Professor Mark Drela and students Nina Siu and Michael Lieu prepare an AeroAstro design for a super-efficient commercial airliner for testing in MIT's Wright Brothers Wind Tunnel. (Photo by William Litant/MIT, used with permission.)
Professors, students, and researchers come to MIT from all corners of the globe to explore their passion for air and space travel and to advance the technologies and vehicles that make such travel possible.
We build on our long tradition of scholarship and research to develop and implement reliable, safe, economically feasible, and environmentally responsible air and space travel.
Our industry contributions and collaborations are extensive. We have graduated more astronauts than any other private institution in the world. Nearly one-third of our current research collaborations are with MIT faculty in other departments, and approximately one-half are with non-MIT colleagues in professional practice, government agencies, and other universities. We work closely with scientists and scholars at NASA, Boeing, the U.S. Air Force, Stanford University, Lockheed Martin, and the U.S. Department of Transportation.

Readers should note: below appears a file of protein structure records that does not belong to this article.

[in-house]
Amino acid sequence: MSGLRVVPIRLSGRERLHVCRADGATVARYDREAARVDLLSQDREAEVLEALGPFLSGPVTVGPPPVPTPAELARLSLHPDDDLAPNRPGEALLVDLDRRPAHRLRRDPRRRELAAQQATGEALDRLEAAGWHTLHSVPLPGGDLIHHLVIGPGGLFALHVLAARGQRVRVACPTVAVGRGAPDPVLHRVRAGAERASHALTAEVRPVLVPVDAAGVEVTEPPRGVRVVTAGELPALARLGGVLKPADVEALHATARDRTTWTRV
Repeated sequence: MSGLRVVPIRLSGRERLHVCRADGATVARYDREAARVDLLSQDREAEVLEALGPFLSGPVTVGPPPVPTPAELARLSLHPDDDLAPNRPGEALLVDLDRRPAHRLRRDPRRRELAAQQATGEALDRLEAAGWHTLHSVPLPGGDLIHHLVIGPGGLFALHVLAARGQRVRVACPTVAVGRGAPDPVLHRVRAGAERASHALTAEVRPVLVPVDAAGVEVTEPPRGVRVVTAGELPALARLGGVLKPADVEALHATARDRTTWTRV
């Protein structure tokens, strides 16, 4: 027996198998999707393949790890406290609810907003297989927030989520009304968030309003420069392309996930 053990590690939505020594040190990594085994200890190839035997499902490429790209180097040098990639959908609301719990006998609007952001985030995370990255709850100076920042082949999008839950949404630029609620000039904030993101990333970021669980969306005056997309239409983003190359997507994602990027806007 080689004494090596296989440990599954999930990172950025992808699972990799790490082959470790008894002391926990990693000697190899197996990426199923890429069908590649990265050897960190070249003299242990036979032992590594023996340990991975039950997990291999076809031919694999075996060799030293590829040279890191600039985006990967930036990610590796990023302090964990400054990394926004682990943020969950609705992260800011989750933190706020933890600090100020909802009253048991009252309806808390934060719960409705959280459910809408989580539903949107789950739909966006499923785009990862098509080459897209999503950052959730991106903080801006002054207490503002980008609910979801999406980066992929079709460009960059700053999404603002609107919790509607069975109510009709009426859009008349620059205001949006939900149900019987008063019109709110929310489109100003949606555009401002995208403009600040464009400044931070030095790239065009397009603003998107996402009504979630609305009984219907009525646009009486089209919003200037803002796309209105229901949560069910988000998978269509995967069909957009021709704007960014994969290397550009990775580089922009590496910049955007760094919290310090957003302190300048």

Aerospace information engineering
Focuses on real-time, safety-critical systems with humans-in-the-loop. Core disciplines include autonomy, software, communications, networks, controls, and human-machine and human-software interaction.
Aerospace systems engineering
Explores the central processes in the creation, implementation, and operation of complex socio-technical engineering systems. Core disciplines include system architecture and engineering, simulation and modeling, safety and risk management, policy, economics, and organizational behavior.
Aerospace vehicles engineering
Addresses the engineering of air and space vehicles, their propulsion systems, and their subsystems. Core disciplines include fluid and solid mechanics, thermodynamics, acoustics, combustion, controls, computation, design, and simulation.